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Long-term unemployed need funding

Long-term unemployed need funding

Category: Economy

Updated: 21/04/2009
First Published: 21/04/2009

This article was correct at the time of publication. It is now over 6 months old so the content may be out of date.

The Government has been urged to inject £2 billion into new work schemes to help the long term unemployed back into jobs.

The call has been made by the Trade Union Congress (TUC) on the eve of the Chancellor's Budget and with new unemployment figures to be released imminently.

The body believes that such a commitment could well create at least 100,000 new paid work experience jobs in areas of the country where unemployment is rife.

New opportunities would be afforded to those who have been out of work for a considerable length of time (who have been claiming Jobseeker's Allowance for six months or more), as well as young people who have struggled to find work because of the financial downturn.

Under the proposals, jobs would be created in areas valuable to communities, with childcare, sport, transport and childcare being prime examples.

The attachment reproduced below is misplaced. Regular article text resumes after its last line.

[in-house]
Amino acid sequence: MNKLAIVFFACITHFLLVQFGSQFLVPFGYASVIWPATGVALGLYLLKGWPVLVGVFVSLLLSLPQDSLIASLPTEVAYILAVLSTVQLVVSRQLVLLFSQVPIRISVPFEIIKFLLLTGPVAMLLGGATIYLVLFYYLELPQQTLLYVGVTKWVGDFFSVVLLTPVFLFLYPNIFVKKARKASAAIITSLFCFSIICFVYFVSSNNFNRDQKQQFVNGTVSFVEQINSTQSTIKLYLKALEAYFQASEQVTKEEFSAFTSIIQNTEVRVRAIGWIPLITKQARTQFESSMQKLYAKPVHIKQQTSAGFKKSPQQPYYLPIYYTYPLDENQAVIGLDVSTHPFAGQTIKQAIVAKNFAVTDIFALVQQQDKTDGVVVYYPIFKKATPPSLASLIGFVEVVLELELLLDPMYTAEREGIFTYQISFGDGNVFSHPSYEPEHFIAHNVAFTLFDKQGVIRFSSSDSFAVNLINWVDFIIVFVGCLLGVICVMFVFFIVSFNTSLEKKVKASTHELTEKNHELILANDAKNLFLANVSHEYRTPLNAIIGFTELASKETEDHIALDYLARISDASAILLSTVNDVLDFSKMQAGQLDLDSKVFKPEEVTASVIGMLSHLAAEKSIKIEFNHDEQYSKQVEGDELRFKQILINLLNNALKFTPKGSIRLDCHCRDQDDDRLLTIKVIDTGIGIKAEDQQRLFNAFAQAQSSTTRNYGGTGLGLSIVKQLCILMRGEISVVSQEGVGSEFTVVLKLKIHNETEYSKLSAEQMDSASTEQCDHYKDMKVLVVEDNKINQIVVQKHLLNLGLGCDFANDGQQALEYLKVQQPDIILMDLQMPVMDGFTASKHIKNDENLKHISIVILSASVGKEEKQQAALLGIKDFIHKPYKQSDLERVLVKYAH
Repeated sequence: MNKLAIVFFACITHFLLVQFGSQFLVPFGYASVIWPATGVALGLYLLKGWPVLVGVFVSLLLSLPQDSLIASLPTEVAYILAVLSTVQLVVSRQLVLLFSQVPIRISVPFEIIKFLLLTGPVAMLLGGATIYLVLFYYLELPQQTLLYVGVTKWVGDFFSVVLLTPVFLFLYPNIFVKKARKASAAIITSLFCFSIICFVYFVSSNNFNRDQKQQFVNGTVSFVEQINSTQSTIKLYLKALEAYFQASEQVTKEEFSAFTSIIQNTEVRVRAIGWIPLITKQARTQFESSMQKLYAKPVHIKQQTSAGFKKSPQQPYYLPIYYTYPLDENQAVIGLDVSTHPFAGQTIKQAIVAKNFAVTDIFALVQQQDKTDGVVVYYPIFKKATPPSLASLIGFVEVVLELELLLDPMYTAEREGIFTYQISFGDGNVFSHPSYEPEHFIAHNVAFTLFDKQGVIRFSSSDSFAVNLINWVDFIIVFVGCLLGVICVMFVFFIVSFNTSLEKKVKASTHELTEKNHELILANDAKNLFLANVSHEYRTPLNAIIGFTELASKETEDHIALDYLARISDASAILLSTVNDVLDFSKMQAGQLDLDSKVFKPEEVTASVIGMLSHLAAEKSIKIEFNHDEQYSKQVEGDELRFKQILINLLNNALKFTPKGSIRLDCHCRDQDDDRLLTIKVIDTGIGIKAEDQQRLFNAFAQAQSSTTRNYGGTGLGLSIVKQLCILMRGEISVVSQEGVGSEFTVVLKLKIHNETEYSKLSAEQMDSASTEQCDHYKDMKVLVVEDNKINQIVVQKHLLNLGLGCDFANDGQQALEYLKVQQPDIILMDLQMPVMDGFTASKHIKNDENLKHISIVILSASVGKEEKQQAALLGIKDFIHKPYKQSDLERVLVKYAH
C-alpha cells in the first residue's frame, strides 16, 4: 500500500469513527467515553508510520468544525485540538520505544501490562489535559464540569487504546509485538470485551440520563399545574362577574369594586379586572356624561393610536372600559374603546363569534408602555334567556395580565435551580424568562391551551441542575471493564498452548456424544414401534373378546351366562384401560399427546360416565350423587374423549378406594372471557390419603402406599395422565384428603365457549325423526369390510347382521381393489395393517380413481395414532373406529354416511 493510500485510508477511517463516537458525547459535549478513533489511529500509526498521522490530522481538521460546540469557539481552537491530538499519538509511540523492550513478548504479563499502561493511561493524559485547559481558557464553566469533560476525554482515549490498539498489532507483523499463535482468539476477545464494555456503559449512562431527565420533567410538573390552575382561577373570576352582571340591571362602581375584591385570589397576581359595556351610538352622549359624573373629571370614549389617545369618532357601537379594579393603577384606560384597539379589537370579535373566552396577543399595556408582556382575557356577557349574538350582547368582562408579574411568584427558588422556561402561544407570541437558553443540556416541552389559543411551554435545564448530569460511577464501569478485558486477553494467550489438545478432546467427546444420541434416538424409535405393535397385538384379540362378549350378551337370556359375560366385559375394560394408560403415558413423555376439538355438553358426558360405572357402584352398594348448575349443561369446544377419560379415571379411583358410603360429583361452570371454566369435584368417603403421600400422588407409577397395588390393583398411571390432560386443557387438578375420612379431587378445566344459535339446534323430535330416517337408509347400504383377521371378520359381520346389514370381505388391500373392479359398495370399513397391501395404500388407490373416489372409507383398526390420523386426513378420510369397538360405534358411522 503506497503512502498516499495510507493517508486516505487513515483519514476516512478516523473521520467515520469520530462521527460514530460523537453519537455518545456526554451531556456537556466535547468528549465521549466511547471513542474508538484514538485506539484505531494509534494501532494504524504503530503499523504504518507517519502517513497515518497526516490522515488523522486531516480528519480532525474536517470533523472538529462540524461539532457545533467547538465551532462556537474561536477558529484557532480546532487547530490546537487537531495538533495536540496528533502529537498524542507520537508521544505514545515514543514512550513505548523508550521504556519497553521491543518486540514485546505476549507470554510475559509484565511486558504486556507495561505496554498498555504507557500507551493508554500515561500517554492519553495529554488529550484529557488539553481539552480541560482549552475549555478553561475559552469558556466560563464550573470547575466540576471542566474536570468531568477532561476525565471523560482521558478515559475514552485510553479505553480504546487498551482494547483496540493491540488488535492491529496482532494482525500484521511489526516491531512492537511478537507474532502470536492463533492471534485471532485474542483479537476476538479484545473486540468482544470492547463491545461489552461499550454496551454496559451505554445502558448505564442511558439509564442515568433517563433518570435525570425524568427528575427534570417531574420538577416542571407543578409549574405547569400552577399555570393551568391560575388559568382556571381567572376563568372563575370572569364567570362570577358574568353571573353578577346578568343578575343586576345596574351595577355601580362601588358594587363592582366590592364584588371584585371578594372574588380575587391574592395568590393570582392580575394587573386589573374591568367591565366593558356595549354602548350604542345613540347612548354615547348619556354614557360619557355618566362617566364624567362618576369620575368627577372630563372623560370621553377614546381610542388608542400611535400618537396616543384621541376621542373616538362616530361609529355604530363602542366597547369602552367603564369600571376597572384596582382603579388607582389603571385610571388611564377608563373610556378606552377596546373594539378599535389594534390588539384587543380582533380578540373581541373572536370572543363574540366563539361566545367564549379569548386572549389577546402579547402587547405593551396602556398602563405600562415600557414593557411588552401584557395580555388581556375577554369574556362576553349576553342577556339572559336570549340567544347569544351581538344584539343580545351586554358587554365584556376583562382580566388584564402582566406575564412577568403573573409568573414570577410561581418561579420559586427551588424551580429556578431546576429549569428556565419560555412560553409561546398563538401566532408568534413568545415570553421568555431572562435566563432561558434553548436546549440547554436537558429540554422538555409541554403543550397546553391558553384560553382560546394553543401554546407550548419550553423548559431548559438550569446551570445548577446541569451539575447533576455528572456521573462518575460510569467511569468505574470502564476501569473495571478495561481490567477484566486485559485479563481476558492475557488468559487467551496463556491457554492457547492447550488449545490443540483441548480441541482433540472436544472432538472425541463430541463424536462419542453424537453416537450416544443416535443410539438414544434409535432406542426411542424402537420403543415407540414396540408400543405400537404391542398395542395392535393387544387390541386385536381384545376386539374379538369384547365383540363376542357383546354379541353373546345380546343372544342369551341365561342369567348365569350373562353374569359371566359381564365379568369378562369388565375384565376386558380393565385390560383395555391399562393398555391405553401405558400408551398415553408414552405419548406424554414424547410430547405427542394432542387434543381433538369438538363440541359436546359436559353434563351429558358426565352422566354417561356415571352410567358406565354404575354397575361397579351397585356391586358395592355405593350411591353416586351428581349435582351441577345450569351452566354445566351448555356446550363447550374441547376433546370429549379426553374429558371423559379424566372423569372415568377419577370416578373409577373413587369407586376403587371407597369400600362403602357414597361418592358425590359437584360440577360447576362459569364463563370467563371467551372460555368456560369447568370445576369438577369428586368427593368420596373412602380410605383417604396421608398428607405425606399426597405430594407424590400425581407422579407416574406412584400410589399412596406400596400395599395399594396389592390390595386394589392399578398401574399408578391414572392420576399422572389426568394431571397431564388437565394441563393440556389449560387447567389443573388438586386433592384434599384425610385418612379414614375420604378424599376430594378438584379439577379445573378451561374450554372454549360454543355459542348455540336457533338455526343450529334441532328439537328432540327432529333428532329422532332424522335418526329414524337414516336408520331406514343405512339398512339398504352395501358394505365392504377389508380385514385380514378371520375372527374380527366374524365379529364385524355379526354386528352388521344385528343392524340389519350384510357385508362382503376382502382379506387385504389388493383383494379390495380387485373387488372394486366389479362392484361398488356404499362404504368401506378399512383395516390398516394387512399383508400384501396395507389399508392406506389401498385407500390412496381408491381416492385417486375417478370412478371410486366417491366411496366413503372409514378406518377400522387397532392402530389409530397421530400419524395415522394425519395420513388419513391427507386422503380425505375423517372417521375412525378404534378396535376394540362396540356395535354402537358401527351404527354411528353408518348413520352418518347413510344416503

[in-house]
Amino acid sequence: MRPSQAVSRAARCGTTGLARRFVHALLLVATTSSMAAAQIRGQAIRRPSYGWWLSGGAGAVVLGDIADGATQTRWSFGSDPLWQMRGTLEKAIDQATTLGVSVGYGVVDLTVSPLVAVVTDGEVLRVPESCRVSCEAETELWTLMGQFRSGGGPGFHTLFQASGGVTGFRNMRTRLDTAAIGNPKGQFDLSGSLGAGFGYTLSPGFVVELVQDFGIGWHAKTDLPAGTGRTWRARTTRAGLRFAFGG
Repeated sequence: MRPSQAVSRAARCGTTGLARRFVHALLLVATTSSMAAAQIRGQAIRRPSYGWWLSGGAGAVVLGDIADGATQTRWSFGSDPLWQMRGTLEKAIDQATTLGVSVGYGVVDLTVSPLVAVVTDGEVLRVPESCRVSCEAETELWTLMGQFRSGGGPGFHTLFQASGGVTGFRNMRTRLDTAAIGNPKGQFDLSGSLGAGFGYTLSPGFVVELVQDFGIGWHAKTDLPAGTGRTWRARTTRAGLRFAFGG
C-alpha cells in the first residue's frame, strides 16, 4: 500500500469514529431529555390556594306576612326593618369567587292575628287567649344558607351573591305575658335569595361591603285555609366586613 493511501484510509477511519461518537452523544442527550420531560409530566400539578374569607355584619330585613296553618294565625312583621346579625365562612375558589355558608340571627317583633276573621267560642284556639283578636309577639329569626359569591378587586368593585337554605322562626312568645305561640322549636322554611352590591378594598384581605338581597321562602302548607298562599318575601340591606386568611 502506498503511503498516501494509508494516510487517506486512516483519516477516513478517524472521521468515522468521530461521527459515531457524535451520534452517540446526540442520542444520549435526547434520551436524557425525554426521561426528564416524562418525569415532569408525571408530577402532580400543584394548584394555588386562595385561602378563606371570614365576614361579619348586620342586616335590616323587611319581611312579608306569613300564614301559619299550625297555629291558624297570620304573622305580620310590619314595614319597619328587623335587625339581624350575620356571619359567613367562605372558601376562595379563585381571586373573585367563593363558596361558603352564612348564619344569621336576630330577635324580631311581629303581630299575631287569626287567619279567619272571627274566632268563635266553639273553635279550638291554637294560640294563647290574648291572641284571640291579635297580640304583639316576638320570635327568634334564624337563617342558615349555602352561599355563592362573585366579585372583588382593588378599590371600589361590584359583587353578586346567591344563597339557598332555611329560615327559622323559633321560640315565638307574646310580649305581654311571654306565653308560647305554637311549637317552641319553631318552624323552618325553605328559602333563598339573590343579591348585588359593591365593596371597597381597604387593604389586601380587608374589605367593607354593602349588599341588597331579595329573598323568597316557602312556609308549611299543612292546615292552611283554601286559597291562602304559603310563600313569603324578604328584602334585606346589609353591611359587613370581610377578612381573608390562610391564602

Brendan Barber, general secretary of the TUC, said that properly defined work schemes had proved successful in the past and that it was up to the Government to ensure the UK is ready to make the most of opportunities to drive itself out of the recession.

Jobs would last up to a year and would be run by a combination of local area partnerships, unions and Jobcentre Plus. The TUC believes the cost involved would more than offset the cost of supporting people who go on to be unemployed for five years or more.

A number of locations have been earmarked for the scheme; Birmingham, Belfast and Liverpool would most benefit, with 10,000, 6,000 and 5,000 jobs created respectively.

Cleveland, Glasgow, Manchester, Newcastle, Nottingham and Sheffield would also see new roles created, followed by Haringey, Lambeth, Newham, Southwark and Tower Hamlets when the programme is rolled out across the capital.

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